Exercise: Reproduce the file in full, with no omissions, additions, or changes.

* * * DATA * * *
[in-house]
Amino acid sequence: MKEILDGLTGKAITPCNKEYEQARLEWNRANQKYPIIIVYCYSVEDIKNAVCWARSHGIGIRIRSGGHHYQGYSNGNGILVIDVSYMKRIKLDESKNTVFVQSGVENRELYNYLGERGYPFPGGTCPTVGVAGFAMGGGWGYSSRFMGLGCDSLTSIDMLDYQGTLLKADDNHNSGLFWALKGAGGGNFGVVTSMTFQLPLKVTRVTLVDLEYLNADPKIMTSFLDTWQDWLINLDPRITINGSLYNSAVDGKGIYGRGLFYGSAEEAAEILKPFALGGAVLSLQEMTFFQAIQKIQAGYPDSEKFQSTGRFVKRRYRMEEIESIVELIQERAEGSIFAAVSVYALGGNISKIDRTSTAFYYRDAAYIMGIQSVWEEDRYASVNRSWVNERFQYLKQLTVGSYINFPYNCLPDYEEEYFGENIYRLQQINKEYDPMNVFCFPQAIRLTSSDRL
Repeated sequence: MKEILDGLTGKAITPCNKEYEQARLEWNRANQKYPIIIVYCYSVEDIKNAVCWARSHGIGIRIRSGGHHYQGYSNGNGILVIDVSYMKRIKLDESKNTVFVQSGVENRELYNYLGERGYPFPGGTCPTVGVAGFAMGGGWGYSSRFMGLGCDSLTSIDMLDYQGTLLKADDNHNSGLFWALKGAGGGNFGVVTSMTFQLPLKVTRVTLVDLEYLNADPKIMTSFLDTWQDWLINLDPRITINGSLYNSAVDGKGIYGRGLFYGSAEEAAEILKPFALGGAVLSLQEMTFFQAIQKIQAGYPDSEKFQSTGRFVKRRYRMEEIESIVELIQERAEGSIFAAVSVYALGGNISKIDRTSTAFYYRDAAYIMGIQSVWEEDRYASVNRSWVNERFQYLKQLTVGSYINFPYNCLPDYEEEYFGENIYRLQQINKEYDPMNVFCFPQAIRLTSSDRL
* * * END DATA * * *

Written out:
[in-house]
Amino acid sequence: MKEILDGLTGKAITPCNKEYEQARLEWNRANQKYPIIIVYCYSVEDIKNAVCWARSHGIGIRIRSGGHHYQGYSNGNGILVIDVSYMKRIKLDESKNTVFVQSGVENRELYNYLGERGYPFPGGTCPTVGVAGFAMGGGWGYSSRFMGLGCDSLTSIDMLDYQGTLLKADDNHNSGLFWALKGAGGGNFGVVTSMTFQLPLKVTRVTLVDLEYLNADPKIMTSFLDTWQDWLINLDPRITINGSLYNSAVDGKGIYGRGLFYGSAEEAAEILKPFALGGAVLSLQEMTFFQAIQKIQAGYPDSEKFQSTGRFVKRRYRMEEIESIVELIQERAEGSIFAAVSVYALGGNISKIDRTSTAFYYRDAAYIMGIQSVWEEDRYASVNRSWVNERFQYLKQLTVGSYINFPYNCLPDYEEEYFGENIYRLQQINKEYDPMNVFCFPQAIRLTSSDRL
Repeated sequence: MKEILDGLTGKAITPCNKEYEQARLEWNRANQKYPIIIVYCYSVEDIKNAVCWARSHGIGIRIRSGGHHYQGYSNGNGILVIDVSYMKRIKLDESKNTVFVQSGVENRELYNYLGERGYPFPGGTCPTVGVAGFAMGGGWGYSSRFMGLGCDSLTSIDMLDYQGTLLKADDNHNSGLFWALKGAGGGNFGVVTSMTFQLPLKVTRVTLVDLEYLNADPKIMTSFLDTWQDWLINLDPRITINGSLYNSAVDGKGIYGRGLFYGSAEEAAEILKPFALGGAVLSLQEMTFFQAIQKIQAGYPDSEKFQSTGRFVKRRYRMEEIESIVELIQERAEGSIFAAVSVYALGGNISKIDRTSTAFYYRDAAYIMGIQSVWEEDRYASVNRSWVNERFQYLKQLTVGSYINFPYNCLPDYEEEYFGENIYRLQQINKEYDPMNVFCFPQAIRLTSSDRL